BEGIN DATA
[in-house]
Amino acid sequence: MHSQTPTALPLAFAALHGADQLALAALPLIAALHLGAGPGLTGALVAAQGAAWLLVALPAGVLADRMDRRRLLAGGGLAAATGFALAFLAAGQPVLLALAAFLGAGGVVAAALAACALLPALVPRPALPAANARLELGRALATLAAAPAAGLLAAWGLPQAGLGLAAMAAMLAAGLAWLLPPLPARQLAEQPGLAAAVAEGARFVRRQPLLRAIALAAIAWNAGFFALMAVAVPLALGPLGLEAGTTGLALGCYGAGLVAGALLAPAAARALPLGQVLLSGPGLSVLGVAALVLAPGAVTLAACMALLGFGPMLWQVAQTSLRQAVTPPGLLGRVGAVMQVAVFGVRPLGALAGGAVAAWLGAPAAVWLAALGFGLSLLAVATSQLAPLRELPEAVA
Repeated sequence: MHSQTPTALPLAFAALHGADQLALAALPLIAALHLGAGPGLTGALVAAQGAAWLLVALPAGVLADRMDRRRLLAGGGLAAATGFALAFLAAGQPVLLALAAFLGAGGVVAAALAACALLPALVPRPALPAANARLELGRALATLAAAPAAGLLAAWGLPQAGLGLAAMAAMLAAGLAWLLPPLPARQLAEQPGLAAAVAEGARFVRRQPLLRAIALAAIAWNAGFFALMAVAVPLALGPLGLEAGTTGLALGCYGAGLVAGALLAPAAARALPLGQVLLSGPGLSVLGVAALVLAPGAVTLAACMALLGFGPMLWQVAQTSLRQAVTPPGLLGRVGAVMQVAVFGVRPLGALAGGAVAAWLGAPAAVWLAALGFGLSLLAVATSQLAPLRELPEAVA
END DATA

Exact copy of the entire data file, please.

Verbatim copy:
[in-house]
Amino acid sequence: MHSQTPTALPLAFAALHGADQLALAALPLIAALHLGAGPGLTGALVAAQGAAWLLVALPAGVLADRMDRRRLLAGGGLAAATGFALAFLAAGQPVLLALAAFLGAGGVVAAALAACALLPALVPRPALPAANARLELGRALATLAAAPAAGLLAAWGLPQAGLGLAAMAAMLAAGLAWLLPPLPARQLAEQPGLAAAVAEGARFVRRQPLLRAIALAAIAWNAGFFALMAVAVPLALGPLGLEAGTTGLALGCYGAGLVAGALLAPAAARALPLGQVLLSGPGLSVLGVAALVLAPGAVTLAACMALLGFGPMLWQVAQTSLRQAVTPPGLLGRVGAVMQVAVFGVRPLGALAGGAVAAWLGAPAAVWLAALGFGLSLLAVATSQLAPLRELPEAVA
Repeated sequence: MHSQTPTALPLAFAALHGADQLALAALPLIAALHLGAGPGLTGALVAAQGAAWLLVALPAGVLADRMDRRRLLAGGGLAAATGFALAFLAAGQPVLLALAAFLGAGGVVAAALAACALLPALVPRPALPAANARLELGRALATLAAAPAAGLLAAWGLPQAGLGLAAMAAMLAAGLAWLLPPLPARQLAEQPGLAAAVAEGARFVRRQPLLRAIALAAIAWNAGFFALMAVAVPLALGPLGLEAGTTGLALGCYGAGLVAGALLAPAAARALPLGQVLLSGPGLSVLGVAALVLAPGAVTLAACMALLGFGPMLWQVAQTSLRQAVTPPGLLGRVGAVMQVAVFGVRPLGALAGGAVAAWLGAPAAVWLAALGFGLSLLAVATSQLAPLRELPEAVA